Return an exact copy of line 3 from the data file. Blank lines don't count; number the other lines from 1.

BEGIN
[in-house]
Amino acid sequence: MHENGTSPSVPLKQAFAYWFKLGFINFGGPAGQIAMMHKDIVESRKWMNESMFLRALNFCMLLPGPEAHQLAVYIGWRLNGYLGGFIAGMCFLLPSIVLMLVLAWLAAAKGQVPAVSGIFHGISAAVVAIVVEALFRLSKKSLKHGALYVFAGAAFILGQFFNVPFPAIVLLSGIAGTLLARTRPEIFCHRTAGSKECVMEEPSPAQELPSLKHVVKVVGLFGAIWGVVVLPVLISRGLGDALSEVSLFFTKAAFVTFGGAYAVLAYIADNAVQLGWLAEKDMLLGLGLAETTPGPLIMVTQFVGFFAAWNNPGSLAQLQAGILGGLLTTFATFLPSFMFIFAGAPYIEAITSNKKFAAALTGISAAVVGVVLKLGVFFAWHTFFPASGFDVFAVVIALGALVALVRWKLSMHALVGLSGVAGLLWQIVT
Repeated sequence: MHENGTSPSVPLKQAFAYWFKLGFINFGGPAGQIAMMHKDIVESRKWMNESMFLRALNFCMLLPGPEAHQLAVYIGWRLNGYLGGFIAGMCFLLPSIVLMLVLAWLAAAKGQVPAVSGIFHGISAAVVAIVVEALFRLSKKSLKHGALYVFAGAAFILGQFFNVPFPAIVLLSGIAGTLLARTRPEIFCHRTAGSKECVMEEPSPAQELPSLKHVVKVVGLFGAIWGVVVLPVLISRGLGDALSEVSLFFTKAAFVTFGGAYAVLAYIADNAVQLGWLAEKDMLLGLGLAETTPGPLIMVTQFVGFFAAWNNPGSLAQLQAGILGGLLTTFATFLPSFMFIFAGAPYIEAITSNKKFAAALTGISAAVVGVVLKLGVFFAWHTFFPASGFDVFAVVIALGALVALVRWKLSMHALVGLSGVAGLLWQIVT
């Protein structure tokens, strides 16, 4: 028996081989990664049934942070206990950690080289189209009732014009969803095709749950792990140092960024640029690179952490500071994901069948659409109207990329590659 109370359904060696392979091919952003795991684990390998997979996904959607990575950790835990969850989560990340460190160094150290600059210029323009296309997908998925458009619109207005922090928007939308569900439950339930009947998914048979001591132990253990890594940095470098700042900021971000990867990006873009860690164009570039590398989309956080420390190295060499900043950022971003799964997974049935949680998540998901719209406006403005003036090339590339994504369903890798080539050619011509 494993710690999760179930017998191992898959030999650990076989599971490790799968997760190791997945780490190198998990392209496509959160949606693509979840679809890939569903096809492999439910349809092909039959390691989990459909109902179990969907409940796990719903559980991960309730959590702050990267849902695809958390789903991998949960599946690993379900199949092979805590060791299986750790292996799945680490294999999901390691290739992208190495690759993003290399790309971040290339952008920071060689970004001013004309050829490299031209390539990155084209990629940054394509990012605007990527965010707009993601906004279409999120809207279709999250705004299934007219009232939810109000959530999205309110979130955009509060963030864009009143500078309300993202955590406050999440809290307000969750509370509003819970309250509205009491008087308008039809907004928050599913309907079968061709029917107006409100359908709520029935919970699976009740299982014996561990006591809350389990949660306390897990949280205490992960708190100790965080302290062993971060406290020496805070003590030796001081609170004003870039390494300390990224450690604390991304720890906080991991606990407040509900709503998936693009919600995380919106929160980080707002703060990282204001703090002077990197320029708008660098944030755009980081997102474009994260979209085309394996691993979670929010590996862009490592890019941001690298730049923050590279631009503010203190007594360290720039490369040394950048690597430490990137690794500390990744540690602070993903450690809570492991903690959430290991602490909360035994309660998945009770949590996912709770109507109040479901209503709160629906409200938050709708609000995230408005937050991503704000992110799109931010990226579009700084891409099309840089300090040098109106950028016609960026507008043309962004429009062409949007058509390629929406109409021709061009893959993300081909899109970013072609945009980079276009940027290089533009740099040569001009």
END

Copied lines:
Repeated sequence: MHENGTSPSVPLKQAFAYWFKLGFINFGGPAGQIAMMHKDIVESRKWMNESMFLRALNFCMLLPGPEAHQLAVYIGWRLNGYLGGFIAGMCFLLPSIVLMLVLAWLAAAKGQVPAVSGIFHGISAAVVAIVVEALFRLSKKSLKHGALYVFAGAAFILGQFFNVPFPAIVLLSGIAGTLLARTRPEIFCHRTAGSKECVMEEPSPAQELPSLKHVVKVVGLFGAIWGVVVLPVLISRGLGDALSEVSLFFTKAAFVTFGGAYAVLAYIADNAVQLGWLAEKDMLLGLGLAETTPGPLIMVTQFVGFFAAWNNPGSLAQLQAGILGGLLTTFATFLPSFMFIFAGAPYIEAITSNKKFAAALTGISAAVVGVVLKLGVFFAWHTFFPASGFDVFAVVIALGALVALVRWKLSMHALVGLSGVAGLLWQIVT